Apple took a notoriously long time to implement ‘copy and paste’ onto the iPhone, with many pundits shouting that it should have been included from the get go. Apple, in response, has stated that it was looking for the most suitable implementation, and wanted to wait until it could do it right before introducing it at all.
With that in mind, Lukas Mathis of Ignore the Code has an interesting post up which details the design mindset which went into Apple’s implementation of “copy and paste.”
Quasimodes require the user to do several things at the same time, such as holding down the Shift key while typing. Modes, on the other hand, allow users to do things sequentially – hit Caps Lock, type, hit Caps Lock again. Sequential actions, especially if guided well, are often easier to execute than parallel actions.
Additionally, the iPhone has very limited input mechanisms. Basically, the user interacts with most applications by touching the screen. While the iPhone can accept multiple touches at the same time, requiring multitouch interaction is often a poor idea. It makes it impossible to use the app with only one hand, it forces the user to obstruct larger parts of the screen, and it requires precise, coordinated user input.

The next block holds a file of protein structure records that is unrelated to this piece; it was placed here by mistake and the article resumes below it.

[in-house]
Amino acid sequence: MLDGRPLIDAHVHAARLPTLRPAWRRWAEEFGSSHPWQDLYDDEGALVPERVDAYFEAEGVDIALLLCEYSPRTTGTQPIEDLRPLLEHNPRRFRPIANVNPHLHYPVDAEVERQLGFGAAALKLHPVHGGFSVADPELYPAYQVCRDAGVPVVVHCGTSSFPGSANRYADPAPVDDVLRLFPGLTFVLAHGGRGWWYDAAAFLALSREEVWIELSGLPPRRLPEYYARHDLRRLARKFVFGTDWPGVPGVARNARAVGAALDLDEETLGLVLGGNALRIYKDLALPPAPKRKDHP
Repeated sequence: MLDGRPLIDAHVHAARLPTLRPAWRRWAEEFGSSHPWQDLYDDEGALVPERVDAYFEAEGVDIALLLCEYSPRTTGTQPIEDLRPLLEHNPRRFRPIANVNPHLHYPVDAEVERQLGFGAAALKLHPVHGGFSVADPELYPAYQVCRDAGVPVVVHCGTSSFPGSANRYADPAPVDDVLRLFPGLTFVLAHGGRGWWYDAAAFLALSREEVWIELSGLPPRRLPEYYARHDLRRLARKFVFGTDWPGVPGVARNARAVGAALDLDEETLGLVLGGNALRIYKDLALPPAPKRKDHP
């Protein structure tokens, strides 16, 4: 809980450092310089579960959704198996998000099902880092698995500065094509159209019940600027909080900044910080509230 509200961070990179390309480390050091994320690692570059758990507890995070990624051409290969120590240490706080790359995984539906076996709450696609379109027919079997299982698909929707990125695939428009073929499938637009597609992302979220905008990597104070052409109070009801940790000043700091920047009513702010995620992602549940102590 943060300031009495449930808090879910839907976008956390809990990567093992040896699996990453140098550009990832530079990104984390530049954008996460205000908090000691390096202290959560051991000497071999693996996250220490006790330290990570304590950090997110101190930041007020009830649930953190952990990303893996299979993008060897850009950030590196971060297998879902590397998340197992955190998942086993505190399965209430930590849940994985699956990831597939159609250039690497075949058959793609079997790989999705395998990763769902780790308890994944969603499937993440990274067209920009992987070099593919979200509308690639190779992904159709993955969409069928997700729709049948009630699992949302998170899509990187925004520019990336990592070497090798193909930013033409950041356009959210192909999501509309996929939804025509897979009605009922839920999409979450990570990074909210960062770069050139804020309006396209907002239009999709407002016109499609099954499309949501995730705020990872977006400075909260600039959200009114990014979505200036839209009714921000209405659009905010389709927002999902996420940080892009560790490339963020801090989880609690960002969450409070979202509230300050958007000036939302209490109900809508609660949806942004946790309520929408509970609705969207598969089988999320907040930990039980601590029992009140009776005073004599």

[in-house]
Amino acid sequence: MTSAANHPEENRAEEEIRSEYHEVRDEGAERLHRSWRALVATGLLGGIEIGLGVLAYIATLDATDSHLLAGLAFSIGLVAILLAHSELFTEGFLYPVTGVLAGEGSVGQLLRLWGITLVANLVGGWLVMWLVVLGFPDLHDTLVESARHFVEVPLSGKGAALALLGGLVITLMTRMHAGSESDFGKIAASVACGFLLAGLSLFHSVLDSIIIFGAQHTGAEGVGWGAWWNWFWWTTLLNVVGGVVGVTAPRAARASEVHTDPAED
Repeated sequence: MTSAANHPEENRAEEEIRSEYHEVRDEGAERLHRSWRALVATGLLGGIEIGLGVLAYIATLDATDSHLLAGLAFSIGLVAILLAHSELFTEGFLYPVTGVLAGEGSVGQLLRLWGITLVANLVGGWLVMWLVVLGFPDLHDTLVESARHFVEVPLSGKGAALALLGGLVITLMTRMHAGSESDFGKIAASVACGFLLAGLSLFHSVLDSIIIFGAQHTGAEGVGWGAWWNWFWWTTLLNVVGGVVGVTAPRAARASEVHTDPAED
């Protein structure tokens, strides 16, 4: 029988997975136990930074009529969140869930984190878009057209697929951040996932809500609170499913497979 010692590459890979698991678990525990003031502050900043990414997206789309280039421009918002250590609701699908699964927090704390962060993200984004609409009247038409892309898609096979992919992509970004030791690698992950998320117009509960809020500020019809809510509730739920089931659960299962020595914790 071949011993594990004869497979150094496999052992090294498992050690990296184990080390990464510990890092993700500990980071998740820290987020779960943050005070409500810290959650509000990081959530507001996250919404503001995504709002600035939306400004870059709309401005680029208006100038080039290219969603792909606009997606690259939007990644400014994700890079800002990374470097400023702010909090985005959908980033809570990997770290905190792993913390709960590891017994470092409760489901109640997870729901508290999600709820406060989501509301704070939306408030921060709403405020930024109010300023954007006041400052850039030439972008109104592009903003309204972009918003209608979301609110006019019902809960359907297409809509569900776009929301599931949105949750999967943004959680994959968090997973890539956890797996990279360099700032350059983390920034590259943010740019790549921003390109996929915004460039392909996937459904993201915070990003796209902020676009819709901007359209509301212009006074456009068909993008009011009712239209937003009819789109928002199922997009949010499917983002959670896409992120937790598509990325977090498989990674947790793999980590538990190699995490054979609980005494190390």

The iPhone, of course, lets users access ‘copy and paste’ commands with only one finger. In contrast, the Palm Pre requires users to press down on the “shift” key at the same time that they drag their finger over the desired area of text. In terms of simplicity and usability, the iPhone’s implementation seems much more fluid and convenient.
You can check out the article in its entirety over here. It’s well worth a look if you’re into UI design.